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Hun Sen aims to attract more Japanese money

Hun Sen aims to attract more Japanese money

Japan's Sumi Wiring Systems Co Ltd launched production of automobile wiring this month, a company official said yesterday.

Japanese companies such as Sumi and Minebea, a ball-bearings maker, have helped Cambodia’s manufacturing industry diversify away from garments, the country’s main manufacturing product and export, and Prime Minister Hun Sen seems intent on continuing to attract higher-end investment from the East Asian nation.

During talks with Japanese Prime Minister Yohishiko Noda last weekend in Tokyo, Hun Sen pledged to upgrade Cambodia’s business environment to attract more Japanese investment, Kyodo News Agency reported.

While industry insiders said there were already many incentives for Japanese companies in place, more clarity surrounding the country’s business regulation, as well as better transportation between countries, would be needed to see a continued increase in Japanese investment.

“So far, there are no big issues between Japan and Cambodia on law and regulation. But regulations are very new in Cambodia and many Japanese companies don’t get lots of information about them,” Suzuki Hiroshi, CEO and chief economist at the Business Research Institute for Cambodia, said yesterday by phone.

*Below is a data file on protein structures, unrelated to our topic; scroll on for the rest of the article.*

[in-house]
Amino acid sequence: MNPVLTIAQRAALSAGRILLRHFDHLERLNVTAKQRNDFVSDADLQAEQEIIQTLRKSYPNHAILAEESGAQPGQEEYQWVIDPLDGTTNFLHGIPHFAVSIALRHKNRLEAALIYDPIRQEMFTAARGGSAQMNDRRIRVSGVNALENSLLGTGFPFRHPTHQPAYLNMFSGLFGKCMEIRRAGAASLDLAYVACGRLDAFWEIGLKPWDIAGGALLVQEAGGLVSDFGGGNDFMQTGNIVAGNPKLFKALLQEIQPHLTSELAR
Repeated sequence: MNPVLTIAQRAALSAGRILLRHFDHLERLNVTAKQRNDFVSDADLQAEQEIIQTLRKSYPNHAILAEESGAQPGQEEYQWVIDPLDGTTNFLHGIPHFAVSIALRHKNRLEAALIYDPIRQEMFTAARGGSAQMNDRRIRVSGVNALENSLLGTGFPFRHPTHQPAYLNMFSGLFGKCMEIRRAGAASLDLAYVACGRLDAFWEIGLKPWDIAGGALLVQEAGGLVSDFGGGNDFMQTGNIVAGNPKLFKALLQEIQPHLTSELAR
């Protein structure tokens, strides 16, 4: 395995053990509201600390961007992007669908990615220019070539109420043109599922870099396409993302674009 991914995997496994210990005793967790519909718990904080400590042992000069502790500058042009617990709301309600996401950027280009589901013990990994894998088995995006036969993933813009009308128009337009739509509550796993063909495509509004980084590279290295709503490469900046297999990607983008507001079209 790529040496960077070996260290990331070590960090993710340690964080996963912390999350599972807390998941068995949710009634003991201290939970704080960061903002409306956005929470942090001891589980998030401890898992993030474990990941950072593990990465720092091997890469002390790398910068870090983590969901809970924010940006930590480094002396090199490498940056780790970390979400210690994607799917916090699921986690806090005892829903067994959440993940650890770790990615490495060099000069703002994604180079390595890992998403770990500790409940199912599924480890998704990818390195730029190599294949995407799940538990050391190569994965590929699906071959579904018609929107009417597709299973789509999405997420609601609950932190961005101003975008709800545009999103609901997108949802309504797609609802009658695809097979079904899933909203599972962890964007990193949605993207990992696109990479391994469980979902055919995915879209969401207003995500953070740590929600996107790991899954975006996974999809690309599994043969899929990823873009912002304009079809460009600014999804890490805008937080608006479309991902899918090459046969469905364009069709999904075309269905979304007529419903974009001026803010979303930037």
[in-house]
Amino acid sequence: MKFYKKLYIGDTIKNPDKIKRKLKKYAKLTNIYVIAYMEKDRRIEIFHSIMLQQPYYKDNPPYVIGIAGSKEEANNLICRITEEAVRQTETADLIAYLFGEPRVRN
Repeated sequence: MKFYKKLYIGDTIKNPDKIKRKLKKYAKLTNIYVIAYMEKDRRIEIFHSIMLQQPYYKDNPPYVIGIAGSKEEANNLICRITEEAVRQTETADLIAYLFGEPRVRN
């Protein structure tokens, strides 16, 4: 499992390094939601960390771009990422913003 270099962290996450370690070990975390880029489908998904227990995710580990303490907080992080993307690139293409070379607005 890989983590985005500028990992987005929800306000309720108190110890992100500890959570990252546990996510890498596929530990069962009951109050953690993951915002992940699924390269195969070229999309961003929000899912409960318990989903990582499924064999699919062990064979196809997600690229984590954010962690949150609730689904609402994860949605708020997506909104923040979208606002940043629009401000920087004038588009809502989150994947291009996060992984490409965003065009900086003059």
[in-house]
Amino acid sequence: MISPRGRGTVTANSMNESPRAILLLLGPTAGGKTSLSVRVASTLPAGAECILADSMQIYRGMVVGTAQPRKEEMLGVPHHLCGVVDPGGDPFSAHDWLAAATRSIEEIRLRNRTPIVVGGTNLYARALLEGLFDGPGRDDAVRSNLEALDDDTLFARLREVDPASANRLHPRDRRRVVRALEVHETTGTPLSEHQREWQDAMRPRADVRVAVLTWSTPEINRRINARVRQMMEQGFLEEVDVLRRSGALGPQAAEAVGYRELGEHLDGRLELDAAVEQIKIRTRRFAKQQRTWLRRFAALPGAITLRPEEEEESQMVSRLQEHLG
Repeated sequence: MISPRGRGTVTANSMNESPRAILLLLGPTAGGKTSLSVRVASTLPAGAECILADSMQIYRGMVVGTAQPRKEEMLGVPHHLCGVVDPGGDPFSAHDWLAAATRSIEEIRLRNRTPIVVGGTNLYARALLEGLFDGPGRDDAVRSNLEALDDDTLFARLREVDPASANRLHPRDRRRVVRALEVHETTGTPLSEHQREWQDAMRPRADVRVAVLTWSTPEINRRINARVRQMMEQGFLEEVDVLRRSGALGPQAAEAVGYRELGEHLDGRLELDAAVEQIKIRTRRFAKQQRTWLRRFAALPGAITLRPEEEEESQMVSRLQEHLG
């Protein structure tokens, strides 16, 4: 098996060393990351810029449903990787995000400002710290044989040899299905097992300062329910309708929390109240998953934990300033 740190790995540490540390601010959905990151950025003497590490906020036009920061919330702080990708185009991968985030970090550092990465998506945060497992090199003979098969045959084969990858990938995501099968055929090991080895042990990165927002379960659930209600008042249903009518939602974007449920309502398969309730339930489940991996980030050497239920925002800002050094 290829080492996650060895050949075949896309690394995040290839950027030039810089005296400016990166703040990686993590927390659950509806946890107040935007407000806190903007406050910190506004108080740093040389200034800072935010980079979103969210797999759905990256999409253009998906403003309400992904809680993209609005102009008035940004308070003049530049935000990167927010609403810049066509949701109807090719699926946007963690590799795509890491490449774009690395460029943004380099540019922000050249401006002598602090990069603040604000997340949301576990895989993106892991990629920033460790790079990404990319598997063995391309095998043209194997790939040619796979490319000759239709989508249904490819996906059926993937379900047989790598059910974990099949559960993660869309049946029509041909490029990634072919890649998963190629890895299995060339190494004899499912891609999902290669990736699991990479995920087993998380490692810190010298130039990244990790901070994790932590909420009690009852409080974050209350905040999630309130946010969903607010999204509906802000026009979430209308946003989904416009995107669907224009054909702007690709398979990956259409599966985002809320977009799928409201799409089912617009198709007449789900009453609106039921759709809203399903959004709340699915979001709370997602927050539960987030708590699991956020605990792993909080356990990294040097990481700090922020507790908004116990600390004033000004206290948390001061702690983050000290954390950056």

Better communication between governments on customs regulations could help boost trade, he said.

Companies such as Minebea are reliant on transportation routes between Cambodia and Thailand, Suzuki Hiroshi said.

The company ships in parts from Thailand to be assembled and then ships them back.

Heightening connectivity between the countries could get regional investors looking toward the Kingdom, he said.

Tax- and duty-free treatment, as well as cheap labour were the main factors that brought Sumi to Cambodia, the company’s general manager Kenichi Onogi told the Post yesterday.

Transportation at the Phnom Penh Special Economic Zone was another important factor, he said.

A widely acknowledged skill shortage still affects Cambodia.

The Asian Development Bank’s annual report on the country pinpointed problems companies face in finding competent labour.

ADB’s senior country economist said this month that, although Cambodia has managed to attract companies such as Minebea, a continued skill shortage would stop similar companies from investing in the future.

Japan invested about US$6.2 million in fixed assets in Cambodia in 2011, according to data from the Cambodian Investment Board, or about 0.09 per cent of total foreign direct investment last year.

To contact the reporter on this story: Don Weinland at [email protected]

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